By Mary Lou Williams, M. Ed.

Not many people know this, but Carmen Agra Deedy, Bil Lepp, Donald Davis, Kathryn Windham, Kevin Kling, and Willy Claflin are world famous. Why, then, have you never heard of them? Because they are world-famous storytellers, and the world of storytelling is a small world.

Once upon a time, before there were movies, television, videos, and DVDs, there was storytelling. Then all these rival media crowded the storyteller off the stage. Storytelling became old-fashioned, antiquated, obsolete. If people thought of storytelling at all, they thought of it as something that puts kids to sleep at night. It was relegated to the children's section of the library. It was not considered suitable for sophisticated adults.

A storyteller is just as much a performing artist as an actor, a singer, a dancer, a musician, or a humorist. In fact, many storytellers are also all of the above. And many are often authors, directors, and producers as well, because they write their own stories and direct and produce their own shows. Storytelling is usually a one-man or one-woman show. A famous example of a storyteller who wears many of these hats is Bill Cosby. He is thought of as a comedian, but he is first and foremost a storyteller. He tells stories that are very funny. Another famous storyteller is Garrison Keillor. And that about exhausts the list of storytellers that mainstream America has heard of.

But the times, they are a 'changing. There is a storytelling revival that is going on throughout the country and throughout the world. This revival began in 1973 when Jimmy Neil Smith, a high school journalism teacher and the Mayor of Jonesborough, Tennessee, heard a well-told tale by Grand Ole Opry star, Jerry Clower, on his car radio. Smith was inspired and thought, why not start a storytelling festival right here in Jonesborough? He invited some pioneer storytellers who performed in the courthouse square, using hay bales and wagons for a stage. Audience and performers totaled fewer than 60 people, but this was the birth of the Annual National Storytelling Festival. This Festival is now the storytelling equivalent of the "world series." Every year on the first weekend in October, more than 10,000 people descend on the one-block town of Jonesborough to hear the grand masters and the world-famous superstars of storytelling.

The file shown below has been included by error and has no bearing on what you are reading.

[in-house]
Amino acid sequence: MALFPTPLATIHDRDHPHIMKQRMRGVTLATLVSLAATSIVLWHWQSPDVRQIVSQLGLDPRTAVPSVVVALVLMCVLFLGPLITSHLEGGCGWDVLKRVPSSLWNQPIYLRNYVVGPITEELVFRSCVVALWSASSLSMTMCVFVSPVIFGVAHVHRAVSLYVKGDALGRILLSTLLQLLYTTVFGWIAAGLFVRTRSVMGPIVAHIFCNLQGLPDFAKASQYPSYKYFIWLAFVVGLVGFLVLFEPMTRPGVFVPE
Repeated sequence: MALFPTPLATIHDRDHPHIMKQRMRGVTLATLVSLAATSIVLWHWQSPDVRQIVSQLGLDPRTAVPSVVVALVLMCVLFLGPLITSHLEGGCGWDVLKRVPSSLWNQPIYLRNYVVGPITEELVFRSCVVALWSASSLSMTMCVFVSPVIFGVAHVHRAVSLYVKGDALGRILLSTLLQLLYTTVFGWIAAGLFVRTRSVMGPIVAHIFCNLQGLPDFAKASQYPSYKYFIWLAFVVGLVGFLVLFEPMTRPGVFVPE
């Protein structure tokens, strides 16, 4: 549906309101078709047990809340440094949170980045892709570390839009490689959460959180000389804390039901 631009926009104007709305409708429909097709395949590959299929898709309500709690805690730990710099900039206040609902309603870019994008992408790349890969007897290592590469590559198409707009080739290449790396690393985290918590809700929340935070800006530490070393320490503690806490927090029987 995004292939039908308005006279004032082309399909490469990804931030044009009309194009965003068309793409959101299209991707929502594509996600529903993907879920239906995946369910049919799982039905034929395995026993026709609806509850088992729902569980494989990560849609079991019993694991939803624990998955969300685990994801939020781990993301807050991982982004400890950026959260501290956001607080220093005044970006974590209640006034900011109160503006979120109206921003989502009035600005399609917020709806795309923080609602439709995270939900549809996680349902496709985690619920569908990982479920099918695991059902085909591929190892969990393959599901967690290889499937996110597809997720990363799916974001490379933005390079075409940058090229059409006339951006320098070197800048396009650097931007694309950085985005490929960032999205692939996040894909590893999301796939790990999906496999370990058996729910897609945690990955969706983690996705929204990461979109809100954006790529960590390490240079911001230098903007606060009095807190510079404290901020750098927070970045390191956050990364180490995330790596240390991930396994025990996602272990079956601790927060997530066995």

This is the event that sparked the renaissance of storytelling that is going on in this country and around the world. There is now a storytelling association in every state of the union. Within each state there are storytelling guilds. Florida has 17 of them. And one of those 17 is right here in Fort Myers. It is the Tamiami Tale Tellers, which meets on the third Thursday of every month at 7:00 p.m. at the Grand Court on College Parkway. (To get the whole story, please call 481-0552.)

This year, Bill Harley, a storyteller, won the 2007 Grammy Award for Best Spoken Word Recording for Children. Bill Harley has been famous in the storytelling world for over twenty years. His winning a Grammy is an indication that the world of storytelling is not such a small world after all. And it is getting bigger all the time.